This post is part of our Q&A series.
A question from graduate students in our Spring 2021 offering of the new course “Targeted Learning in Practice” at UC Berkeley:
Question: Hi Mark,
Statistical analyses of high-throughput sequencing data are often made difficult due to the presence of unmeasured sources of technical and biological variation. Examples of potentially unmeasured technical factors are the time and date when individual samples were prepared for sequencing, as well as which lab personnel performed the experiment.

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A question from graduate students in our Spring 2021 offering of the new course “Targeted Learning in Practice” at UC Berkeley:
Question: Hi Mark,
After the lectures on tmle3shift and tmle3mediate, we’re wondering if a different procedure for mediation analysis could work. Consider a data-generating system for $O = (W, A, Z, Y)$, where $W$ represents three binary covariates, $A$ is a binary exposure of interest, $Z$ are three binary mediators, and $Y$ is a continuous outcome.

This post is part of our Q&A series.
A question from graduate students in our Spring 2021 offering of the new course “Targeted Learning in Practice” at UC Berkeley:
Question: Hi Mark,
I have a question about applying CV-TMLE to a current research project. I have a cross-sectional dataset from Bangladesh, where the outcome of interest is antenatal care use (binary), the exposure of interest is women’s empowerment (continuous), and the baseline covariates include mother’s age, child’s age, mother and father’s education, number of members in household, number of children under 15, household wealth, and maternal depression.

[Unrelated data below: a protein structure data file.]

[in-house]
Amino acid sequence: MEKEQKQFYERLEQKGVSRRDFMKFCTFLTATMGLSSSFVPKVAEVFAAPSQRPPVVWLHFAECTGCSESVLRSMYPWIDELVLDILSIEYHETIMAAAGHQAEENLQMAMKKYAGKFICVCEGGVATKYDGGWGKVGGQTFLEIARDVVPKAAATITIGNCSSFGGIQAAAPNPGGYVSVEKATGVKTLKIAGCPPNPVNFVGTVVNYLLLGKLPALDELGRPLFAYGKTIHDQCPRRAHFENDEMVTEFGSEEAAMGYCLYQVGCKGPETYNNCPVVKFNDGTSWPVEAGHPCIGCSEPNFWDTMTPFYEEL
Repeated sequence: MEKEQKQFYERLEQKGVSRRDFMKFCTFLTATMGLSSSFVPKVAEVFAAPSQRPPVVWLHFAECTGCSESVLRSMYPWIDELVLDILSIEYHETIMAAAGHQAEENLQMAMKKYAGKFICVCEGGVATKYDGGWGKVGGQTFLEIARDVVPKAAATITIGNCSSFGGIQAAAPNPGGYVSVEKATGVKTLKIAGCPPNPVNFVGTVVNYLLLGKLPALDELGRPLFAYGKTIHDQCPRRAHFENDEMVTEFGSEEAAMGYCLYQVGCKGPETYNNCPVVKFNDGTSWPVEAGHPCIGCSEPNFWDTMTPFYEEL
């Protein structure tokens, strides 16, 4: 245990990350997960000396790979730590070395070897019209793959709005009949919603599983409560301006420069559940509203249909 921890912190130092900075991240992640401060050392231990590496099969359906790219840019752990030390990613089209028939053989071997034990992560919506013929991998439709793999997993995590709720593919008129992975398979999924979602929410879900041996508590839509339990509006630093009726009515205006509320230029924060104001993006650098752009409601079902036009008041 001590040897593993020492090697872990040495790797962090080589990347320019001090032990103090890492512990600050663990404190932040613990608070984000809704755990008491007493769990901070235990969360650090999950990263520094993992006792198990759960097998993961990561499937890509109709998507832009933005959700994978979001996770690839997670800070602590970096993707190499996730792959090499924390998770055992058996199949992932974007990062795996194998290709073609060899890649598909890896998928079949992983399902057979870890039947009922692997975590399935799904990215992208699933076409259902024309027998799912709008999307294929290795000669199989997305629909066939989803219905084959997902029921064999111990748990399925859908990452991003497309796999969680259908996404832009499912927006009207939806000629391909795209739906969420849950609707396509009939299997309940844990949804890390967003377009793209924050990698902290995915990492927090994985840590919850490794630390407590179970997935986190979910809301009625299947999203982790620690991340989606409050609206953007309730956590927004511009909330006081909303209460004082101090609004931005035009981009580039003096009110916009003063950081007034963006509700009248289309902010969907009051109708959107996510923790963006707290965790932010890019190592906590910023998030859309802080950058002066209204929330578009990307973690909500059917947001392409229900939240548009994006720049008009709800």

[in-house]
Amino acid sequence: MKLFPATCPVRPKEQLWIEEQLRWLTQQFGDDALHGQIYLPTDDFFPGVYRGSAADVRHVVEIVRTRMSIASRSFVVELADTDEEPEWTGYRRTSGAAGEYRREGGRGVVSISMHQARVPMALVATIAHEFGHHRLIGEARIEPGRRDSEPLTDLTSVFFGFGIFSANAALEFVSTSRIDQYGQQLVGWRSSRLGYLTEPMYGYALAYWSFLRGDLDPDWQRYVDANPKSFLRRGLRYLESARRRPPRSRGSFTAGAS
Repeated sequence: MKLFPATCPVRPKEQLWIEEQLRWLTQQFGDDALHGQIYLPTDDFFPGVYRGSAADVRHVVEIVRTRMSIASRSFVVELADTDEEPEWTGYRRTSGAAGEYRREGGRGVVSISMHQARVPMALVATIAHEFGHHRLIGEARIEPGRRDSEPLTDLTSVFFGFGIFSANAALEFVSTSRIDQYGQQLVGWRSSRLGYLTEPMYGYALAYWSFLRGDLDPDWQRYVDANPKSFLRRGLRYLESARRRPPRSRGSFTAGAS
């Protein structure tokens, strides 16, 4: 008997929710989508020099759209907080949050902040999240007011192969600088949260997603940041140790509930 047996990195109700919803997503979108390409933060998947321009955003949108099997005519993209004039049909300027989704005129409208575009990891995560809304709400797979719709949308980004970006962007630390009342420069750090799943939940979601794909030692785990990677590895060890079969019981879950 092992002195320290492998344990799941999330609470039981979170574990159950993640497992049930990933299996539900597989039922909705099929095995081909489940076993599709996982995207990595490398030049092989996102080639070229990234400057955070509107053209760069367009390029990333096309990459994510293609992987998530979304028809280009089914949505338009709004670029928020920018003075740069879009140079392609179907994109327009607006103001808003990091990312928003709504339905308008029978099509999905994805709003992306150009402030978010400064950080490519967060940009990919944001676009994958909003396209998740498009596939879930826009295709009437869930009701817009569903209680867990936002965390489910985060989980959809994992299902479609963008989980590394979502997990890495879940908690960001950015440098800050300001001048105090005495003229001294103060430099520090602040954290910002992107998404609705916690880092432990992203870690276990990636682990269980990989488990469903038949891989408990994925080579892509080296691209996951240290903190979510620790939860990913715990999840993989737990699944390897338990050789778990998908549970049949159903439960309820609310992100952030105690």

This post is part of our Q&A series.
A question from graduate students in our Spring 2021 offering of the new course “Targeted Learning in Practice” at UC Berkeley:
Question: Hi Mark,
In chapter 6 of your 2018 book Targeted Learning in Data Science, co-authored with Sherri Rose, you discuss the practical necessity of reducing the number of basis functions incorporated into the highly adaptive lasso (HAL) estimator when the number of covariates grows.

This post is part of our Q&A series.
A question from graduate students in our Spring 2021 offering of the new course “Targeted Learning in Practice” at UC Berkeley:
Question: Hi Mark,
A pressing issue in the field of global public health is equitable ownership of data and results in terms of both authorship and representation. In some aspects, targeted learning improves equity by bolstering our ability to efficiently draw causal inferences from global health data.

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A question from graduate students in our Spring 2021 offering of the new course “Targeted Learning in Practice” at UC Berkeley: